In Holland, you will often find yourself wanting to purchase something at a store, only to realize it is too big or bulky to transport home on your bike. With a bike trailer, you don’t have to worry about that. Simply hook it up before heading out to that D-I-Y store or local market; you’ll feel better knowing you have a way to get what you buy home safely. Trailers generally range in price from €150 at the lower end to over €400 for a sturdier model. Find options at:
Bike lights are not just beneficial for cycling in the dark, they are mandatory by law here in Holland…a single white light in front and a single red light in the rear. But why not go further and get a light that can perform other functions? One we think is great is the S1 model by Zealot. It is available in green, blue and red and is equipped with a Bluetooth-operated speaker that can be pared with most smartphone brands. But that’s not all. It also functions as a power bank in case your phone gets low on juice. Check it out at Amazon Germany available for just €24.99. Or for higher quality sound, upgrade to a ‘Beats by Dre’ bike handlebar speaker around €52 at BOL.com
CHILD BIKE TRAILER
This bike attachment (called a ‘aanhangfiets’) is for a young child who may just be learning how to cycle, and perhaps isn’t off training wheels yet. The bike trailer allows them to be active with peddling and develops their balance while ultimately still being under mom or dad’s control. It’s great when heading out to the beach or a nearby recreation area. You can find options at: bol.com and INTERNET-BIKES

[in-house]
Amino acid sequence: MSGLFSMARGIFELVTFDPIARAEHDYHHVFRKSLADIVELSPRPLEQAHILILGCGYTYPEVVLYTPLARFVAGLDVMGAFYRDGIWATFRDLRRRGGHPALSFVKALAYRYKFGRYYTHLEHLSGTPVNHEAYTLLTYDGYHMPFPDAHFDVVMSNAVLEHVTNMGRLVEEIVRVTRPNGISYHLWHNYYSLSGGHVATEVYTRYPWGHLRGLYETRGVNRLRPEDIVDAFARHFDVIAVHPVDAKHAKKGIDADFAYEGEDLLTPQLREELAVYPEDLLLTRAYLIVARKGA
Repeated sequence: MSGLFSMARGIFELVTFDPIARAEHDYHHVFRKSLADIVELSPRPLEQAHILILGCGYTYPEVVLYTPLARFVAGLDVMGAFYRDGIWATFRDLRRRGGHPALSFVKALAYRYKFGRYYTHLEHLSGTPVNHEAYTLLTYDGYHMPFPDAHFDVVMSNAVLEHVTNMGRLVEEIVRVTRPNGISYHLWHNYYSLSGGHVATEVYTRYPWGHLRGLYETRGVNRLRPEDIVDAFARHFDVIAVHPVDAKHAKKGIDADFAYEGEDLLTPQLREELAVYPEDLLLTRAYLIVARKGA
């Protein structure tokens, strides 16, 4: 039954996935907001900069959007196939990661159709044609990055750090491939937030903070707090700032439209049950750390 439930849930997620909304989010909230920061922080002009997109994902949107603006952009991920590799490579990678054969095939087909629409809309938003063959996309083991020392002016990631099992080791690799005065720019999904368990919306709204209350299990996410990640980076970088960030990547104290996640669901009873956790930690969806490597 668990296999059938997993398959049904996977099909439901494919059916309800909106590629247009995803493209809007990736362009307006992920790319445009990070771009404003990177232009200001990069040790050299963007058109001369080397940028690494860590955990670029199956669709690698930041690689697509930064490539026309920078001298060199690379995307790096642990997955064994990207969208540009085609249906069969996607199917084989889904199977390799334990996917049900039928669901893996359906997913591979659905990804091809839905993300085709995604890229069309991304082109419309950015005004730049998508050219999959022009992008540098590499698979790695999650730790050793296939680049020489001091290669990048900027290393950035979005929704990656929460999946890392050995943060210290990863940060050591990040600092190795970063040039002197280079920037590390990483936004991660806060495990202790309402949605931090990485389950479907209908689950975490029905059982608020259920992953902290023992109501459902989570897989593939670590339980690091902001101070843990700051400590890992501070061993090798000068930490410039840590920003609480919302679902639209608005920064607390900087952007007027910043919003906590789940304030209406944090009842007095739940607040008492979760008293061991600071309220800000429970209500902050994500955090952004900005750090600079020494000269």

This low-cost accessory will hardly seem optional once an expat begins cycling on the often congested bike paths in the Netherlands. You can find classic handlebar bells available in a wide range of colors and fun prints, as well as more modern multi-functional bells such as those with a built-in compass. They typically range in price from €3-15. Find lots of choices at:
It’s smart to equip your bicycle with a device that will help deter bike bandits from stealing it. This could be in the form of an extra-thick chain that would be difficult to cut through quickly, a chain that is also equipped with an alarm that sounds if the chain is broken or an a self-contained alarm that also has a built-in geo-locator. See the bicycle anti-theft device assortment offered at: bol.com and INTERNET-BIKES
MORE HANDLEBAR ACCESSORIES
Of course there are lots of other handlebar accessories available for customizing and personalizing your bicycle in Holland. These include a variety of mini-flags, cup holders, navigation devices, rear view mirrors and more. Have a look at what is on offer from these retailers…
NOTE: Decathlon and Hema have stores in Amsterdam, The Hague, Rotterdam, Utrecht, Eindhoven. HEMA has stores in all Dutch cities and larger towns including Breda, Delft, Groningen, Haarlem, Leiden, Maastricht and Tilburg.